What is Adlerian therapy?
Alfred Adler was born in Vienna, Austria, in 1870. He was once a colleague of Freud; together they founded the Vienna Psychoanalytic Society. He eventually split from Freud to develop his own theories, and founded the Society of Individual Psychotherapy in 1912.
Adler stressed the importance of the individual's social context, including dynamics and influences related to equality, parental education, family life, birth order, lifestyle choices, and wider social forces. Adler maintained that an individual's thoughts, feelings and behaviours could only be understood within the context of their life experiences.
Much of Adler's theory is based on the importance of community; he believed that people were in need of and driven to find a sense of belonging and personal significance. Adler believed that when people feel capable, are encouraged and supported, that they will act in co-operative and healthy ways. Similarly, Adler believed that a "misbehaving child is a discouraged child" – individuals who feel insignificant and unvalued will act out in harmful ways. Adlerian therapy therefore emphasises the harmful potential of feelings of inferiority in comparison to others. Adler also believed that people are most at peace when they are working towards social interest, when they feel a sense of being beneficial for society as a whole. A feeling of genuine security can be found through a deep sense of belonging and embeddedness within our social context.
In Adlerian therapy, the therapist and client work on overcoming feelings of inferiority and other identified obstacles. The focus is on finding effective strategies; Adlerian therapy is goal-oriented.
Four stages of Adlerian therapy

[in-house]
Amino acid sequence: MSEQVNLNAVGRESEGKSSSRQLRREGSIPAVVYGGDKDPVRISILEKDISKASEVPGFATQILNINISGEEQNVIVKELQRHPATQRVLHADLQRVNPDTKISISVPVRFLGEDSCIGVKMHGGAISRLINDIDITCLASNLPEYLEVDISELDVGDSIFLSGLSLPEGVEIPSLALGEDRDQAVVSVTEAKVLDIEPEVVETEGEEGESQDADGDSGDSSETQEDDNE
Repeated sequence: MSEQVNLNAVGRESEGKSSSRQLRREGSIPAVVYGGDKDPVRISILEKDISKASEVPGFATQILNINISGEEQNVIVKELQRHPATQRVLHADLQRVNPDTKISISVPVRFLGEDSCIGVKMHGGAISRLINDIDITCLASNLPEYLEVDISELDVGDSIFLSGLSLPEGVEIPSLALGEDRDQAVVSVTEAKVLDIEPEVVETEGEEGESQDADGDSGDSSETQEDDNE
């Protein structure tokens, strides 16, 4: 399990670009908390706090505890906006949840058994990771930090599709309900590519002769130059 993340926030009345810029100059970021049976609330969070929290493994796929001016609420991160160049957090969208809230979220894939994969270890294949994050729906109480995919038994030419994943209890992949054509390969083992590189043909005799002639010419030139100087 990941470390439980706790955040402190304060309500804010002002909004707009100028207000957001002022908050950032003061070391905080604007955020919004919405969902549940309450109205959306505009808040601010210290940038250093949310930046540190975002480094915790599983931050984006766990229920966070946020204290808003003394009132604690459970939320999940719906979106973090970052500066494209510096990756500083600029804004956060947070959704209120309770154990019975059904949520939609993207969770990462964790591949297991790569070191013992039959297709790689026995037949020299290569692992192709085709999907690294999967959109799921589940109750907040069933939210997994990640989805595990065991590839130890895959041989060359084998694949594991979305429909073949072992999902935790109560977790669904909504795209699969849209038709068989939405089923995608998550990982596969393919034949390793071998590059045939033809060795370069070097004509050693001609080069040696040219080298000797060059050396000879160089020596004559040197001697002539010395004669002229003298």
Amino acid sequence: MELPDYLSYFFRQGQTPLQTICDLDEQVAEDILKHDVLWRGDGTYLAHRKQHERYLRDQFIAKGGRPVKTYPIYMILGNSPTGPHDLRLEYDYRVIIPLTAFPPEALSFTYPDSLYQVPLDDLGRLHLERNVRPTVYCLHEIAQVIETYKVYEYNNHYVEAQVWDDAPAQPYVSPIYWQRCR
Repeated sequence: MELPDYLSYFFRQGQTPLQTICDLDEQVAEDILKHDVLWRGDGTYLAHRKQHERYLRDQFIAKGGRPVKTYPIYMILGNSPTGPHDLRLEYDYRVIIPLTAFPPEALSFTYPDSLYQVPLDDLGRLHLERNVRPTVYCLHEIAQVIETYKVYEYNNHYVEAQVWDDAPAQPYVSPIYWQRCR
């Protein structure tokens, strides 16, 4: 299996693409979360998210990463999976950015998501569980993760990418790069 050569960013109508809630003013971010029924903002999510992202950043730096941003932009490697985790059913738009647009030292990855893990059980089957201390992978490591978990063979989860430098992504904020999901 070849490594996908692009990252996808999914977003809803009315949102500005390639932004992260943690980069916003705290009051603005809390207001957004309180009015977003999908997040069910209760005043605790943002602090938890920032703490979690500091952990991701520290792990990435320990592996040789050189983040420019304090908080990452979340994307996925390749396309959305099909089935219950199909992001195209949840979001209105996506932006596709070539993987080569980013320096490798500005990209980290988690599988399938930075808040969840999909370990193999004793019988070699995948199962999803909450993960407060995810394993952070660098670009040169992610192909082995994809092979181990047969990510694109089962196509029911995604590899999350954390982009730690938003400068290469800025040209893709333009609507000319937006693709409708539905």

- Engagement. During this phase, the therapist and client begin to establish the therapeutic relationship. This relationship has the aim of fostering collaboration to address the client's problems.
- Assessment. During the assessment phase, more information regarding the client's background is explored, including childhood, early memories and family relationships. Similarly to psychodynamic therapy, this phase seeks to understand what styles of thinking and behaviour the client may have developed, why they were developed, and whether or not they are still helpful to them.
- Insight. The therapist offers an interpretation of the client’s situation. This may involve suggesting theories about how past experiences relate to the present – it is, importantly, left to the client to decide whether the insight offered is relevant or helpful.
- Reorientation. Based on the exploration undertaken in the first three stages, the therapist and client work together to develop new strategies to use in daily life.
Who benefits from Adlerian therapy?
Adlerian therapy can be used to support a wide range of mental health difficulties and is appropriate for anyone who is seeking a goal-oriented approach that takes into account deeper-rooted past issues.
Last updated on 10 March 2020